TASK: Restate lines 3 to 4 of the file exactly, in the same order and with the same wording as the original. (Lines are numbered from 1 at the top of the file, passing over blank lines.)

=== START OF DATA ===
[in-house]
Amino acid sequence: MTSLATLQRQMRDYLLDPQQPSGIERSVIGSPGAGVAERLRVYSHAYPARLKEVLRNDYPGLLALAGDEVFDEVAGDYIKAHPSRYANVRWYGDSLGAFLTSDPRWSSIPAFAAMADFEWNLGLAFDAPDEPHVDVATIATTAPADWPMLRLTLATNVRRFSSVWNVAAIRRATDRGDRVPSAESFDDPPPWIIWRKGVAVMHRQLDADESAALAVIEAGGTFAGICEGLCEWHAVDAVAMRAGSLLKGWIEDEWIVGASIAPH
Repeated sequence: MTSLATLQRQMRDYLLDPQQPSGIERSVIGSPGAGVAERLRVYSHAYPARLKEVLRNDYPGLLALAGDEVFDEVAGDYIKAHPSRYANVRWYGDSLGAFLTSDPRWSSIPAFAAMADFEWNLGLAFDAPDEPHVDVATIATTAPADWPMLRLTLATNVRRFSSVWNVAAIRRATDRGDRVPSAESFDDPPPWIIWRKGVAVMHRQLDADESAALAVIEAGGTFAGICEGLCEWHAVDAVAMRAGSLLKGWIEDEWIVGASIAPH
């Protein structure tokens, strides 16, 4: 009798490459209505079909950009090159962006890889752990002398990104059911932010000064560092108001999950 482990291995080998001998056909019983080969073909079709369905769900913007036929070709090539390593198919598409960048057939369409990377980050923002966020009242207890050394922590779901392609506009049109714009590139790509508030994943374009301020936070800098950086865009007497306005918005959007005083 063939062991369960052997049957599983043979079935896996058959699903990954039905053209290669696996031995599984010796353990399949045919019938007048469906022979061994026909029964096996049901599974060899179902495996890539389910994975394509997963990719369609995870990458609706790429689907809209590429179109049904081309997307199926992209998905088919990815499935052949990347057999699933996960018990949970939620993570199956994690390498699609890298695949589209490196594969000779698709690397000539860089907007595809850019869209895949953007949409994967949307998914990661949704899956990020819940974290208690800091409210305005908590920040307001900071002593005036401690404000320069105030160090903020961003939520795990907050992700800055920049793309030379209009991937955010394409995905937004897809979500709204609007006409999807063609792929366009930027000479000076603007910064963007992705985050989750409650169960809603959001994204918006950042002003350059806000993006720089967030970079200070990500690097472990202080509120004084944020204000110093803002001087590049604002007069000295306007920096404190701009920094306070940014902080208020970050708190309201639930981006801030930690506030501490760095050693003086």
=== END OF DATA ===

Repeated sequence: MTSLATLQRQMRDYLLDPQQPSGIERSVIGSPGAGVAERLRVYSHAYPARLKEVLRNDYPGLLALAGDEVFDEVAGDYIKAHPSRYANVRWYGDSLGAFLTSDPRWSSIPAFAAMADFEWNLGLAFDAPDEPHVDVATIATTAPADWPMLRLTLATNVRRFSSVWNVAAIRRATDRGDRVPSAESFDDPPPWIIWRKGVAVMHRQLDADESAALAVIEAGGTFAGICEGLCEWHAVDAVAMRAGSLLKGWIEDEWIVGASIAPH
């Protein structure tokens, strides 16, 4: 009798490459209505079909950009090159962006890889752990002398990104059911932010000064560092108001999950 482990291995080998001998056909019983080969073909079709369905769900913007036929070709090539390593198919598409960048057939369409990377980050923002966020009242207890050394922590779901392609506009049109714009590139790509508030994943374009301020936070800098950086865009007497306005918005959007005083 063939062991369960052997049957599983043979079935896996058959699903990954039905053209290669696996031995599984010796353990399949045919019938007048469906022979061994026909029964096996049901599974060899179902495996890539389910994975394509997963990719369609995870990458609706790429689907809209590429179109049904081309997307199926992209998905088919990815499935052949990347057999699933996960018990949970939620993570199956994690390498699609890298695949589209490196594969000779698709690397000539860089907007595809850019869209895949953007949409994967949307998914990661949704899956990020819940974290208690800091409210305005908590920040307001900071002593005036401690404000320069105030160090903020961003939520795990907050992700800055920049793309030379209009991937955010394409995905937004897809979500709204609007006409999807063609792929366009930027000479000076603007910064963007992705985050989750409650169960809603959001994204918006950042002003350059806000993006720089967030970079200070990500690097472990202080509120004084944020204000110093803002001087590049604002007069000295306007920096404190701009920094306070940014902080208020970050708190309201639930981006801030930690506030501490760095050693003086």